Coronavirus hits sport: Chelsea announce no wage cuts during COVID-19 crisis

Chelsea's first-team players are not taking pay cuts or contributing towards the club financially due to the COVID-19 pandemic, the club said in a statement on Sunday (NZ time)

Following extensive talks, the players have instead been asked to continue "supporting other charitable causes" instead. 

British media had reported earlier that the club were in talks with players over the possibility of a 10 percent pay cut due to the crisis.

"At this time, the men's first team will not be contributing towards the club financially," Chelsea said.

"Instead the board have directed the team to focus their efforts on further supporting other charitable causes.

"As this crisis develops the club will continue to have conversations with the men's first team regarding financial contributions to the club's activities."

Chelsea added that they would not be using the UK government's job retention scheme during the crisis and would continue to pay staff in full.

"The club can confirm we will not be taking advantage of the government's current Coronavirus Job Retention Scheme which runs to 30 June," the club said.

"We are not planning any general redundancies or furloughs for our full-time staff who are continuing to be paid 100 per cent of their current wages."

Liverpool, Tottenham and Bournemouth have all reversed initial decisions to furlough non-playing staff during the pandemic in the wake of criticism, while earlier on Saturday Norwich City defended their decision to furlough staff.

EPL clubs such as Southampton and West Ham United have announced wage deferrals for players since English soccer was suspended last month due to the outbreak, while Arsenal have announced a 12.5 per centcut for players and coaching staff.

Arsenal to re-open training to players

Arsenal will re-open their training ground to their players next week for individual training but the Premier League club will continue to observe social distancing rules amid the coronavirus outbreak.

Soccer in England was suspended indefinitely last month due to the virus and no clubs have been in training.

Coronavirus hits sport: Chelsea announce no wage cuts during COVID-19 crisis
Photo credit: Getty

"Players will be permitted access to the Colney grounds next week," Arsenal said in a statement.

"Access will be limited, carefully managed and social distancing will be maintained at all times. All Colney buildings remain closed.

"Players will travel alone, do their individual workout and return home," the club added.

Arsenal manager Mikel Arteta was diagnosed with the novel coronavirus on March 12, which led to the Premier League postponing the next round of matches and none have been played since.

Arsenal spoke to all their players after Alexandre Lacazette, David Luiz, Nicolas Pepe and Granit Xhaka were pictured allegedly breaking social distancing guidelines.

Premier League clubs have been working on the basis that the earliest they may be allowed to resume training would be in early May.

The British government is expected to review current lockdown restrictions on May 7.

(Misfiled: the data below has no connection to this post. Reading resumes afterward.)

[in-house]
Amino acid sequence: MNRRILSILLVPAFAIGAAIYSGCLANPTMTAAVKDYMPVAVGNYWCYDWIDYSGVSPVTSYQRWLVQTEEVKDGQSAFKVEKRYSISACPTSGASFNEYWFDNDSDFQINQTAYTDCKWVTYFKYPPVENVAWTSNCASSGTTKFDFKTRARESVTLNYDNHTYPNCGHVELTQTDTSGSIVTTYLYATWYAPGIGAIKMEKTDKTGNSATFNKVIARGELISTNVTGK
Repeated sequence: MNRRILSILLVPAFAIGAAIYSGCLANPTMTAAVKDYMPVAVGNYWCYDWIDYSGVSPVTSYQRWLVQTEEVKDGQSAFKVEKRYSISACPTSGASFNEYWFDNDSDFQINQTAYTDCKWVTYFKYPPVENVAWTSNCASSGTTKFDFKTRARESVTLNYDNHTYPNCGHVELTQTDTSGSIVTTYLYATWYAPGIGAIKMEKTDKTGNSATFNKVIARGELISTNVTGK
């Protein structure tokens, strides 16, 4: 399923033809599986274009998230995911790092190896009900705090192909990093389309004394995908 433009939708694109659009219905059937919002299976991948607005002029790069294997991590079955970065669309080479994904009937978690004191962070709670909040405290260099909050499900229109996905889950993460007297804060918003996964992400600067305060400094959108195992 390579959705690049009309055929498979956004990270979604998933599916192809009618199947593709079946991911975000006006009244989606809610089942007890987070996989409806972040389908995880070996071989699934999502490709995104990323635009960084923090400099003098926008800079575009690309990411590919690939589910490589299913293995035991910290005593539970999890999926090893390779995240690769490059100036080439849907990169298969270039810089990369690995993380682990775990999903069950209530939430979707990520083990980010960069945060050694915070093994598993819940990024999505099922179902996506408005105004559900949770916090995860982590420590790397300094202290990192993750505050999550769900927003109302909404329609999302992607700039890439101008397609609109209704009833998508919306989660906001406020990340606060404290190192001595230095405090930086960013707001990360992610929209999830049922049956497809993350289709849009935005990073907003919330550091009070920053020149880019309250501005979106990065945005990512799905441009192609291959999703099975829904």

Should teams be allowed to train, it is expected they would need two to three weeks to get prepared to play competitive matches, making the earliest possible return in June.

But with the ban on mass public gatherings likely to be one of the last restrictions to be lifted, rescheduled games will almost certainly be held behind closed doors.

The Football League (EFL) which organises the three divisions below the Premier League, on Saturday highlighted testing of players and others involved in games as the key issue.

"Clearly, before any return to football can take place, suitable testing arrangements for participants must be in place and this is core to our current planning, as is ensuring there is absolutely no negative impact on the country's front-line workers, the Emergency services, League and Club staff members," the league said in a statement.


Aston Villa players, coaches make wage deferrals

Aston Villa's players and first-team coaches and senior management have agreed to defer 25 percent of their wages for four months due to the COVID-19 pandemic, the English Premier League club announced on Saturday.

Aston Villa captain Jack Grealish.
Aston Villa captain Jack Grealish. Photo credit: Getty

Villa are the latest top-flight club to announce wage deferrals for players, following similar steps by Southampton, West Ham United, Watford and Sheffield United.

Football in England was suspended indefinitely last month due to the outbreak of the novel coronavirus.

"First-team players, first-team coaches and senior management have all agreed to defer 25 percent of their salaries for four months to assist the club during this period of uncertainty," Villa chief executive Christian Purslow said.

He added that a further review would take place at the end of the initial four- month period.

Broadcast talks ahead of EPL return

The Premier League are in discussions with UK rights holders about how best to broadcast the season's remaining fixtures as the campaign edges closer to a return behind closed doors.

It is six weeks since the English top-flight was suspended in a bid to curb the coronavirus outbreak and talks continue as to when, and if, play can resume.

A return to action in June is being considered and it is understood the Premier League is in discussions over how best to broadcast matches with fans set to be kept out due to social distancing concerns.

"Ministers continue to work with sports governing bodies on how live sporting events can resume in the future," a Government spokesman said.

"This can only happen once we have passed the five tests for easing social distancing measures."